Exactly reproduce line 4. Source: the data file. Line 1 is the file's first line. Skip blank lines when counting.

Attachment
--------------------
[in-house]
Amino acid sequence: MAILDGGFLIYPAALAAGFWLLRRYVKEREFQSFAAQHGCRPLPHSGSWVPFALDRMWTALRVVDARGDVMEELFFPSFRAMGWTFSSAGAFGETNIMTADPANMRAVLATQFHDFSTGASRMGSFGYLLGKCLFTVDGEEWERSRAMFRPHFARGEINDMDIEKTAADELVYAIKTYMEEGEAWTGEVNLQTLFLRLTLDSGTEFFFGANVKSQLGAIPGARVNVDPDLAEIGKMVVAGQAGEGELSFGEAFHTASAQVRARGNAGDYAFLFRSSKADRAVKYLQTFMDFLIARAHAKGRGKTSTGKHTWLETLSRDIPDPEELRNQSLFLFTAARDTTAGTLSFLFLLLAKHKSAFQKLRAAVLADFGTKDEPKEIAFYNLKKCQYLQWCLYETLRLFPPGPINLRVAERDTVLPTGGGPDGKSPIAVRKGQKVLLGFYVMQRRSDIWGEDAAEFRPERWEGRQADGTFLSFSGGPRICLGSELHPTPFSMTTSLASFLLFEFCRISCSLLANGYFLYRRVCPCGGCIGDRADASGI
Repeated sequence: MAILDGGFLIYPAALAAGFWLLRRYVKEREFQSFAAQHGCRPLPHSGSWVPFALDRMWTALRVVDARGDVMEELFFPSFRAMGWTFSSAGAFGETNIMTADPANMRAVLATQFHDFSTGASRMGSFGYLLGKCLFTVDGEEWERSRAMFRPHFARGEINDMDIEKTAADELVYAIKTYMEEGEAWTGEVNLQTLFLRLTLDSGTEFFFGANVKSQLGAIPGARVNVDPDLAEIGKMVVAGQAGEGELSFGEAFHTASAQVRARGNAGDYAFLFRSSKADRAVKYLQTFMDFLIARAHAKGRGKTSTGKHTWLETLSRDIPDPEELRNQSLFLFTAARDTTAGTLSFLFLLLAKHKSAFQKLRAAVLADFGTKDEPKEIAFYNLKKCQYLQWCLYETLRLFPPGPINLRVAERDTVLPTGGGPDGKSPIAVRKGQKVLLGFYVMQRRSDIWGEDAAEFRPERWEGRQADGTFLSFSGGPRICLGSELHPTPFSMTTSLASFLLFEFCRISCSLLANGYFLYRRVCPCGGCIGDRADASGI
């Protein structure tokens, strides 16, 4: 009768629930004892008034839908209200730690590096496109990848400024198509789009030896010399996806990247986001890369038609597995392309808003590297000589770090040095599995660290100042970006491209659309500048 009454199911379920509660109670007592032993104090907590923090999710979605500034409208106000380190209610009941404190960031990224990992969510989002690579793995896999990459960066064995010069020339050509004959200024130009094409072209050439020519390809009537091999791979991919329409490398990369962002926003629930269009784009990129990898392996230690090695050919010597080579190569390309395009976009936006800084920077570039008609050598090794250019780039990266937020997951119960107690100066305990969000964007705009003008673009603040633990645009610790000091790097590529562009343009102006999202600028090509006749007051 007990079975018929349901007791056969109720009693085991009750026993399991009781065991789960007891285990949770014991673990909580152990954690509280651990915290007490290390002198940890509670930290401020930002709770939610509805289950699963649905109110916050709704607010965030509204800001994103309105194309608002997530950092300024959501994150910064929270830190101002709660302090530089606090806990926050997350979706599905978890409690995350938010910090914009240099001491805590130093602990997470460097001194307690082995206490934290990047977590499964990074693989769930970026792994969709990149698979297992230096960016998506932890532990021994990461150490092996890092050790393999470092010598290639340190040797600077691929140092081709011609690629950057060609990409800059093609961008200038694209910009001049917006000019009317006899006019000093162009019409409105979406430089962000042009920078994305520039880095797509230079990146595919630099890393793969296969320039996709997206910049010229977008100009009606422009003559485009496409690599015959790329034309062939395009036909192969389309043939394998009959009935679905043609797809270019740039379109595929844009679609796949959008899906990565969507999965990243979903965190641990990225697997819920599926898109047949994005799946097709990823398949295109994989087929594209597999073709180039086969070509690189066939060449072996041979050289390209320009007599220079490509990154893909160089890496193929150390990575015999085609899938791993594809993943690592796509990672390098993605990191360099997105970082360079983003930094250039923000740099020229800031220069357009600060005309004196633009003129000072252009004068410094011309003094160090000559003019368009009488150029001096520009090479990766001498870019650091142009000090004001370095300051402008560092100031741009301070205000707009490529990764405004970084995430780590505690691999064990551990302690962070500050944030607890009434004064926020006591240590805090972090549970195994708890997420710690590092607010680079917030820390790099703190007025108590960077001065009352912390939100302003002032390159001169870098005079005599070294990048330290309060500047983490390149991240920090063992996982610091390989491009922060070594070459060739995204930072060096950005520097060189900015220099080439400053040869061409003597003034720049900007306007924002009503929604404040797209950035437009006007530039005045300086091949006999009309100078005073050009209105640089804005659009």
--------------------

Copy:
């Protein structure tokens, strides 16, 4: 009768629930004892008034839908209200730690590096496109990848400024198509789009030896010399996806990247986001890369038609597995392309808003590297000589770090040095599995660290100042970006491209659309500048 009454199911379920509660109670007592032993104090907590923090999710979605500034409208106000380190209610009941404190960031990224990992969510989002690579793995896999990459960066064995010069020339050509004959200024130009094409072209050439020519390809009537091999791979991919329409490398990369962002926003629930269009784009990129990898392996230690090695050919010597080579190569390309395009976009936006800084920077570039008609050598090794250019780039990266937020997951119960107690100066305990969000964007705009003008673009603040633990645009610790000091790097590529562009343009102006999202600028090509006749007051 007990079975018929349901007791056969109720009693085991009750026993399991009781065991789960007891285990949770014991673990909580152990954690509280651990915290007490290390002198940890509670930290401020930002709770939610509805289950699963649905109110916050709704607010965030509204800001994103309105194309608002997530950092300024959501994150910064929270830190101002709660302090530089606090806990926050997350979706599905978890409690995350938010910090914009240099001491805590130093602990997470460097001194307690082995206490934290990047977590499964990074693989769930970026792994969709990149698979297992230096960016998506932890532990021994990461150490092996890092050790393999470092010598290639340190040797600077691929140092081709011609690629950057060609990409800059093609961008200038694209910009001049917006000019009317006899006019000093162009019409409105979406430089962000042009920078994305520039880095797509230079990146595919630099890393793969296969320039996709997206910049010229977008100009009606422009003559485009496409690599015959790329034309062939395009036909192969389309043939394998009959009935679905043609797809270019740039379109595929844009679609796949959008899906990565969507999965990243979903965190641990990225697997819920599926898109047949994005799946097709990823398949295109994989087929594209597999073709180039086969070509690189066939060449072996041979050289390209320009007599220079490509990154893909160089890496193929150390990575015999085609899938791993594809993943690592796509990672390098993605990191360099997105970082360079983003930094250039923000740099020229800031220069357009600060005309004196633009003129000072252009004068410094011309003094160090000559003019368009009488150029001096520009090479990766001498870019650091142009000090004001370095300051402008560092100031741009301070205000707009490529990764405004970084995430780590505690691999064990551990302690962070500050944030607890009434004064926020006591240590805090972090549970195994708890997420710690590092607010680079917030820390790099703190007025108590960077001065009352912390939100302003002032390159001169870098005079005599070294990048330290309060500047983490390149991240920090063992996982610091390989491009922060070594070459060739995204930072060096950005520097060189900015220099080439400053040869061409003597003034720049900007306007924002009503929604404040797209950035437009006007530039005045300086091949006999009309100078005073050009209105640089804005659009």